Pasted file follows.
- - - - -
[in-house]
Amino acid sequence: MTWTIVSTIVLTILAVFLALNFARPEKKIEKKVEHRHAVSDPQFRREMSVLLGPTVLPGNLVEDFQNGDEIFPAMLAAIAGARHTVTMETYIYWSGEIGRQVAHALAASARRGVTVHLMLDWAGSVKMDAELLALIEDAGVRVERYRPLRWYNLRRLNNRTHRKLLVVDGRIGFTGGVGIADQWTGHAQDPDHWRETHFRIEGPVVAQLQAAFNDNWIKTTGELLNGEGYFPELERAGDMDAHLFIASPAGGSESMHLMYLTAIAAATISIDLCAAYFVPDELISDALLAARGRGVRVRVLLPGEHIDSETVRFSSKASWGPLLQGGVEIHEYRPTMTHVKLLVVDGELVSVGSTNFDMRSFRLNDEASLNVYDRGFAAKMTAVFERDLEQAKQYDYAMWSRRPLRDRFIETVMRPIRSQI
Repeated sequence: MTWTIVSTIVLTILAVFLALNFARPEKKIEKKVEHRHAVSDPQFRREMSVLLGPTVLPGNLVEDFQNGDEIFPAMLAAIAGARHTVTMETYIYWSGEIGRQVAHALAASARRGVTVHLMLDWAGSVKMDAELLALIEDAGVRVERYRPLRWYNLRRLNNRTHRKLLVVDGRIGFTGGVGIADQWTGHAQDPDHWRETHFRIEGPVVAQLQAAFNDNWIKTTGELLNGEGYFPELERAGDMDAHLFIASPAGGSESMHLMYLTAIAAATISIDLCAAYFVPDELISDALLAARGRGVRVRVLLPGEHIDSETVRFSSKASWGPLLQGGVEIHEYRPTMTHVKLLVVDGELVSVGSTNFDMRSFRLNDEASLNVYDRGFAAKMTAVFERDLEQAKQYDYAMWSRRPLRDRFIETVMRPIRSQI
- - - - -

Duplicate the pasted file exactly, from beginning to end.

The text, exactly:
[in-house]
Amino acid sequence: MTWTIVSTIVLTILAVFLALNFARPEKKIEKKVEHRHAVSDPQFRREMSVLLGPTVLPGNLVEDFQNGDEIFPAMLAAIAGARHTVTMETYIYWSGEIGRQVAHALAASARRGVTVHLMLDWAGSVKMDAELLALIEDAGVRVERYRPLRWYNLRRLNNRTHRKLLVVDGRIGFTGGVGIADQWTGHAQDPDHWRETHFRIEGPVVAQLQAAFNDNWIKTTGELLNGEGYFPELERAGDMDAHLFIASPAGGSESMHLMYLTAIAAATISIDLCAAYFVPDELISDALLAARGRGVRVRVLLPGEHIDSETVRFSSKASWGPLLQGGVEIHEYRPTMTHVKLLVVDGELVSVGSTNFDMRSFRLNDEASLNVYDRGFAAKMTAVFERDLEQAKQYDYAMWSRRPLRDRFIETVMRPIRSQI
Repeated sequence: MTWTIVSTIVLTILAVFLALNFARPEKKIEKKVEHRHAVSDPQFRREMSVLLGPTVLPGNLVEDFQNGDEIFPAMLAAIAGARHTVTMETYIYWSGEIGRQVAHALAASARRGVTVHLMLDWAGSVKMDAELLALIEDAGVRVERYRPLRWYNLRRLNNRTHRKLLVVDGRIGFTGGVGIADQWTGHAQDPDHWRETHFRIEGPVVAQLQAAFNDNWIKTTGELLNGEGYFPELERAGDMDAHLFIASPAGGSESMHLMYLTAIAAATISIDLCAAYFVPDELISDALLAARGRGVRVRVLLPGEHIDSETVRFSSKASWGPLLQGGVEIHEYRPTMTHVKLLVVDGELVSVGSTNFDMRSFRLNDEASLNVYDRGFAAKMTAVFERDLEQAKQYDYAMWSRRPLRDRFIETVMRPIRSQI